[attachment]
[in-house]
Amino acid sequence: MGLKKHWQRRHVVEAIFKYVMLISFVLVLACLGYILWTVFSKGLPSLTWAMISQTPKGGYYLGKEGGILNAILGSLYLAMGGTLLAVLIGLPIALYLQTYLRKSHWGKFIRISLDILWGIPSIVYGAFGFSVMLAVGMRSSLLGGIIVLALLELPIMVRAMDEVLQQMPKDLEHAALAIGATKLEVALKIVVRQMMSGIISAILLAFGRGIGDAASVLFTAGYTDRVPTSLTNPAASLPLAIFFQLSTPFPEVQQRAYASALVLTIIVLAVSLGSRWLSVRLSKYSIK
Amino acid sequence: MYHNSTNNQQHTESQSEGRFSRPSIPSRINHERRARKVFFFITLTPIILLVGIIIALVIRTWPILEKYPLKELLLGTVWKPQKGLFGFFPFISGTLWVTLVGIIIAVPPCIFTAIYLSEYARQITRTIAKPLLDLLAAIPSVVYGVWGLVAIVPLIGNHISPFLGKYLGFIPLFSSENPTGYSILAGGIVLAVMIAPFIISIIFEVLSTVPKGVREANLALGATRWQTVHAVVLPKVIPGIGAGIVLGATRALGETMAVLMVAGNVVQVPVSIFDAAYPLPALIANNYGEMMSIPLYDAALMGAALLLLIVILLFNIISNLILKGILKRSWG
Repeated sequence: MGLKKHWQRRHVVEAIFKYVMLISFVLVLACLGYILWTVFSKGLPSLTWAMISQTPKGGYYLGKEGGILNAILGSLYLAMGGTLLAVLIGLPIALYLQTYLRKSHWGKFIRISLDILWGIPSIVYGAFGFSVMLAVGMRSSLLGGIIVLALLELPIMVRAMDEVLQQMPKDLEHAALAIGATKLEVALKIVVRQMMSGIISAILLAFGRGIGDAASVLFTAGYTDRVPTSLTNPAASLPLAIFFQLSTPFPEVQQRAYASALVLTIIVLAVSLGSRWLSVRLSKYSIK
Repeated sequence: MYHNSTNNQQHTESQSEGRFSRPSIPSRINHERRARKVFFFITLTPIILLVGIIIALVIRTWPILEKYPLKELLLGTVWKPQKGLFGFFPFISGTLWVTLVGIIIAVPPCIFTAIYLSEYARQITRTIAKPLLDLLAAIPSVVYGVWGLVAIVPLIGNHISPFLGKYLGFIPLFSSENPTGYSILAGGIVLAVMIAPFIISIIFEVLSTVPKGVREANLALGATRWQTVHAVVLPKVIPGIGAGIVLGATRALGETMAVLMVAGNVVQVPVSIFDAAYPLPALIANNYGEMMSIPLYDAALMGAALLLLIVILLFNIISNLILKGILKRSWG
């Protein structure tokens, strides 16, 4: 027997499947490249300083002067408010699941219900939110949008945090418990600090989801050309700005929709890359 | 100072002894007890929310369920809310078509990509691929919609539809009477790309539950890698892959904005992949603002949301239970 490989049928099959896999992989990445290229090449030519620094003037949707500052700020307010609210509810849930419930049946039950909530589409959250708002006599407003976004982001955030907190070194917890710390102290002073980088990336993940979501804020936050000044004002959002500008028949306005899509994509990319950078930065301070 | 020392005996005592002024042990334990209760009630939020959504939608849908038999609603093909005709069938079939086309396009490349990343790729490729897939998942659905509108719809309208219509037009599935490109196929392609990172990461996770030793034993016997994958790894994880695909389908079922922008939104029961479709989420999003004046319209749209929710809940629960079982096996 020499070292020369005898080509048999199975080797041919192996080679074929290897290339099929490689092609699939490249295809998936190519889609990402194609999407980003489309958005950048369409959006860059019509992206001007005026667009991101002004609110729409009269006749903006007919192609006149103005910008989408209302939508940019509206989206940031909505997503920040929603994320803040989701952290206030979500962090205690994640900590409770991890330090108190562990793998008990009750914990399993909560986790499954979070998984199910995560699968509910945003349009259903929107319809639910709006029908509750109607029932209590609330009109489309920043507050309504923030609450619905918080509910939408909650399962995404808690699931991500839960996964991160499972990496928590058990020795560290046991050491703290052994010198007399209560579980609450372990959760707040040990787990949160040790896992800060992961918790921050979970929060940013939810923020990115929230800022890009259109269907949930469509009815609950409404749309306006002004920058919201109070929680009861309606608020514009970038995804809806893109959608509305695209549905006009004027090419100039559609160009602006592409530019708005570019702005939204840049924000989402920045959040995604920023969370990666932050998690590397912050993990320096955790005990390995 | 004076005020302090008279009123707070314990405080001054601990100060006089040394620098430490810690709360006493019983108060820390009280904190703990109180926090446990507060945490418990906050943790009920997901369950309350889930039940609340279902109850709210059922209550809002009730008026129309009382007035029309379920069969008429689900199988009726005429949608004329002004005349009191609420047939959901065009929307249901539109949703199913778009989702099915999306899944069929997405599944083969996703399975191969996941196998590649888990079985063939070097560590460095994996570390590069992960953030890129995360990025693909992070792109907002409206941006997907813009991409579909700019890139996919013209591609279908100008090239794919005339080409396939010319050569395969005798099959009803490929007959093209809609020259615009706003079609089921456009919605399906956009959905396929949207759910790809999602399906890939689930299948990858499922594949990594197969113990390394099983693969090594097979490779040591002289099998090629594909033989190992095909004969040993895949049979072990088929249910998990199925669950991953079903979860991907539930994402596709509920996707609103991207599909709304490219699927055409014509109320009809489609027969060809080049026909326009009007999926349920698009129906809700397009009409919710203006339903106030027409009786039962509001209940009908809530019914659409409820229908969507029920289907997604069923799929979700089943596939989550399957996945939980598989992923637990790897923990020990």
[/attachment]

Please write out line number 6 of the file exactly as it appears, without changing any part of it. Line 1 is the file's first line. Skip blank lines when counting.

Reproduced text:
């Protein structure tokens, strides 16, 4: 027997499947490249300083002067408010699941219900939110949008945090418990600090989801050309700005929709890359 | 100072002894007890929310369920809310078509990509691929919609539809009477790309539950890698892959904005992949603002949301239970 490989049928099959896999992989990445290229090449030519620094003037949707500052700020307010609210509810849930419930049946039950909530589409959250708002006599407003976004982001955030907190070194917890710390102290002073980088990336993940979501804020936050000044004002959002500008028949306005899509994509990319950078930065301070 | 020392005996005592002024042990334990209760009630939020959504939608849908038999609603093909005709069938079939086309396009490349990343790729490729897939998942659905509108719809309208219509037009599935490109196929392609990172990461996770030793034993016997994958790894994880695909389908079922922008939104029961479709989420999003004046319209749209929710809940629960079982096996 020499070292020369005898080509048999199975080797041919192996080679074929290897290339099929490689092609699939490249295809998936190519889609990402194609999407980003489309958005950048369409959006860059019509992206001007005026667009991101002004609110729409009269006749903006007919192609006149103005910008989408209302939508940019509206989206940031909505997503920040929603994320803040989701952290206030979500962090205690994640900590409770991890330090108190562990793998008990009750914990399993909560986790499954979070998984199910995560699968509910945003349009259903929107319809639910709006029908509750109607029932209590609330009109489309920043507050309504923030609450619905918080509910939408909650399962995404808690699931991500839960996964991160499972990496928590058990020795560290046991050491703290052994010198007399209560579980609450372990959760707040040990787990949160040790896992800060992961918790921050979970929060940013939810923020990115929230800022890009259109269907949930469509009815609950409404749309306006002004920058919201109070929680009861309606608020514009970038995804809806893109959608509305695209549905006009004027090419100039559609160009602006592409530019708005570019702005939204840049924000989402920045959040995604920023969370990666932050998690590397912050993990320096955790005990390995 | 004076005020302090008279009123707070314990405080001054601990100060006089040394620098430490810690709360006493019983108060820390009280904190703990109180926090446990507060945490418990906050943790009920997901369950309350889930039940609340279902109850709210059922209550809002009730008026129309009382007035029309379920069969008429689900199988009726005429949608004329002004005349009191609420047939959901065009929307249901539109949703199913778009989702099915999306899944069929997405599944083969996703399975191969996941196998590649888990079985063939070097560590460095994996570390590069992960953030890129995360990025693909992070792109907002409206941006997907813009991409579909700019890139996919013209591609279908100008090239794919005339080409396939010319050569395969005798099959009803490929007959093209809609020259615009706003079609089921456009919605399906956009959905396929949207759910790809999602399906890939689930299948990858499922594949990594197969113990390394099983693969090594097979490779040591002289099998090629594909033989190992095909004969040993895949049979072990088929249910998990199925669950991953079903979860991907539930994402596709509920996707609103991207599909709304490219699927055409014509109320009809489609027969060809080049026909326009009007999926349920698009129906809700397009009409919710203006339903106030027409009786039962509001209940009908809530019914659409409820229908969507029920289907997604069923799929979700089943596939989550399957996945939980598989992923637990790897923990020990």